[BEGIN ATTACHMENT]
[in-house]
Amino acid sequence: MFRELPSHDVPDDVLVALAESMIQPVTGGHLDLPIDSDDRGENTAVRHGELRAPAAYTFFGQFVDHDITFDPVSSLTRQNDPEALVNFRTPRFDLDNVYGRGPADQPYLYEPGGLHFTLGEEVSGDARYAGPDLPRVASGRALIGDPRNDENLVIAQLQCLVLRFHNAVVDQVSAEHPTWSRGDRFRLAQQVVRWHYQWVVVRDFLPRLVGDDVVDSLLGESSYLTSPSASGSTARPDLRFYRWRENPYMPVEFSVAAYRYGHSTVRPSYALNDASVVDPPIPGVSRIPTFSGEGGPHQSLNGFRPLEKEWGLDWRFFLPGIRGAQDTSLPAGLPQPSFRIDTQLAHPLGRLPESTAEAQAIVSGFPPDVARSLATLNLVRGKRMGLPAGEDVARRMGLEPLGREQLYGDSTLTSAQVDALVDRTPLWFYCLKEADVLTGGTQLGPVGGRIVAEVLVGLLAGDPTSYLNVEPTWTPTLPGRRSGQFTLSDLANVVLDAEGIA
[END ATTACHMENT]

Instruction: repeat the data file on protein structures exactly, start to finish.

[in-house]
Amino acid sequence: MFRELPSHDVPDDVLVALAESMIQPVTGGHLDLPIDSDDRGENTAVRHGELRAPAAYTFFGQFVDHDITFDPVSSLTRQNDPEALVNFRTPRFDLDNVYGRGPADQPYLYEPGGLHFTLGEEVSGDARYAGPDLPRVASGRALIGDPRNDENLVIAQLQCLVLRFHNAVVDQVSAEHPTWSRGDRFRLAQQVVRWHYQWVVVRDFLPRLVGDDVVDSLLGESSYLTSPSASGSTARPDLRFYRWRENPYMPVEFSVAAYRYGHSTVRPSYALNDASVVDPPIPGVSRIPTFSGEGGPHQSLNGFRPLEKEWGLDWRFFLPGIRGAQDTSLPAGLPQPSFRIDTQLAHPLGRLPESTAEAQAIVSGFPPDVARSLATLNLVRGKRMGLPAGEDVARRMGLEPLGREQLYGDSTLTSAQVDALVDRTPLWFYCLKEADVLTGGTQLGPVGGRIVAEVLVGLLAGDPTSYLNVEPTWTPTLPGRRSGQFTLSDLANVVLDAEGIA